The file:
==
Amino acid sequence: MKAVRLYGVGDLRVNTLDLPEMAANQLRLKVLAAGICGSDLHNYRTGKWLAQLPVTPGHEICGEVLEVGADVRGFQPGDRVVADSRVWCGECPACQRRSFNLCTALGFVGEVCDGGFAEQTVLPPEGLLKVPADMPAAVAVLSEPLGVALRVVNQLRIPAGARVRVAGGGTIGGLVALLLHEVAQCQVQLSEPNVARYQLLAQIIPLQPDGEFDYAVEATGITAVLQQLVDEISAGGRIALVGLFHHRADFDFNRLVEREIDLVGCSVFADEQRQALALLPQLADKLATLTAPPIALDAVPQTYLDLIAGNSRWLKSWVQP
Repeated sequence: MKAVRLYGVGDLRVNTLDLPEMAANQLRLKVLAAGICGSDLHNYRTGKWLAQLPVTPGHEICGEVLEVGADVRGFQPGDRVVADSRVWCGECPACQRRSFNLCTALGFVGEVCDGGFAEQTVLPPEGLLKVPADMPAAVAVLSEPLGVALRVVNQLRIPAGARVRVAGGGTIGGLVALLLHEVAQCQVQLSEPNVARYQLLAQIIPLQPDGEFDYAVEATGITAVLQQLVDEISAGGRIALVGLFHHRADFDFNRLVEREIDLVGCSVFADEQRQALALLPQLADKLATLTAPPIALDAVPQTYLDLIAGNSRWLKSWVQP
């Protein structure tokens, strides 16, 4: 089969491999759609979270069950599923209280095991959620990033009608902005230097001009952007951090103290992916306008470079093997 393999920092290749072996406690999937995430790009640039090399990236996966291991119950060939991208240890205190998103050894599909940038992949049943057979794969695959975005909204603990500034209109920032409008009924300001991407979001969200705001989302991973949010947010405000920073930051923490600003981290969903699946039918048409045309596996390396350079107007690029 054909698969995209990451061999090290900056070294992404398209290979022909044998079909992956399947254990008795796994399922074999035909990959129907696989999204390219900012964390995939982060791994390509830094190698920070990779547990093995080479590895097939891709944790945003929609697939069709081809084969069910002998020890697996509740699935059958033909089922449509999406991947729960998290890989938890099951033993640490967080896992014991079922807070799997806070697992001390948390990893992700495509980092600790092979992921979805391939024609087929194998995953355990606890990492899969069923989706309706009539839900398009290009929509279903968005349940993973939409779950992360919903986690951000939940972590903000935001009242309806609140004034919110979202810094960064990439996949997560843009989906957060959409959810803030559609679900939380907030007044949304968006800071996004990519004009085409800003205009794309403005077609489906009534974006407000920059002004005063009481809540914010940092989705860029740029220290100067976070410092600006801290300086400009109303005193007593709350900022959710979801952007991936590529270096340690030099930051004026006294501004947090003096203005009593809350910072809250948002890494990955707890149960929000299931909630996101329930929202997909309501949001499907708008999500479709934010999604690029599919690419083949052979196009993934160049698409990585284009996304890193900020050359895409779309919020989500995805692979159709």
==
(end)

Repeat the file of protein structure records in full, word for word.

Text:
Amino acid sequence: MKAVRLYGVGDLRVNTLDLPEMAANQLRLKVLAAGICGSDLHNYRTGKWLAQLPVTPGHEICGEVLEVGADVRGFQPGDRVVADSRVWCGECPACQRRSFNLCTALGFVGEVCDGGFAEQTVLPPEGLLKVPADMPAAVAVLSEPLGVALRVVNQLRIPAGARVRVAGGGTIGGLVALLLHEVAQCQVQLSEPNVARYQLLAQIIPLQPDGEFDYAVEATGITAVLQQLVDEISAGGRIALVGLFHHRADFDFNRLVEREIDLVGCSVFADEQRQALALLPQLADKLATLTAPPIALDAVPQTYLDLIAGNSRWLKSWVQP
Repeated sequence: MKAVRLYGVGDLRVNTLDLPEMAANQLRLKVLAAGICGSDLHNYRTGKWLAQLPVTPGHEICGEVLEVGADVRGFQPGDRVVADSRVWCGECPACQRRSFNLCTALGFVGEVCDGGFAEQTVLPPEGLLKVPADMPAAVAVLSEPLGVALRVVNQLRIPAGARVRVAGGGTIGGLVALLLHEVAQCQVQLSEPNVARYQLLAQIIPLQPDGEFDYAVEATGITAVLQQLVDEISAGGRIALVGLFHHRADFDFNRLVEREIDLVGCSVFADEQRQALALLPQLADKLATLTAPPIALDAVPQTYLDLIAGNSRWLKSWVQP
């Protein structure tokens, strides 16, 4: 089969491999759609979270069950599923209280095991959620990033009608902005230097001009952007951090103290992916306008470079093997 393999920092290749072996406690999937995430790009640039090399990236996966291991119950060939991208240890205190998103050894599909940038992949049943057979794969695959975005909204603990500034209109920032409008009924300001991407979001969200705001989302991973949010947010405000920073930051923490600003981290969903699946039918048409045309596996390396350079107007690029 054909698969995209990451061999090290900056070294992404398209290979022909044998079909992956399947254990008795796994399922074999035909990959129907696989999204390219900012964390995939982060791994390509830094190698920070990779547990093995080479590895097939891709944790945003929609697939069709081809084969069910002998020890697996509740699935059958033909089922449509999406991947729960998290890989938890099951033993640490967080896992014991079922807070799997806070697992001390948390990893992700495509980092600790092979992921979805391939024609087929194998995953355990606890990492899969069923989706309706009539839900398009290009929509279903968005349940993973939409779950992360919903986690951000939940972590903000935001009242309806609140004034919110979202810094960064990439996949997560843009989906957060959409959810803030559609679900939380907030007044949304968006800071996004990519004009085409800003205009794309403005077609489906009534974006407000920059002004005063009481809540914010940092989705860029740029220290100067976070410092600006801290300086400009109303005193007593709350900022959710979801952007991936590529270096340690030099930051004026006294501004947090003096203005009593809350910072809250948002890494990955707890149960929000299931909630996101329930929202997909309501949001499907708008999500479709934010999604690029599919690419083949052979196009993934160049698409990585284009996304890193900020050359895409779309919020989500995805692979159709």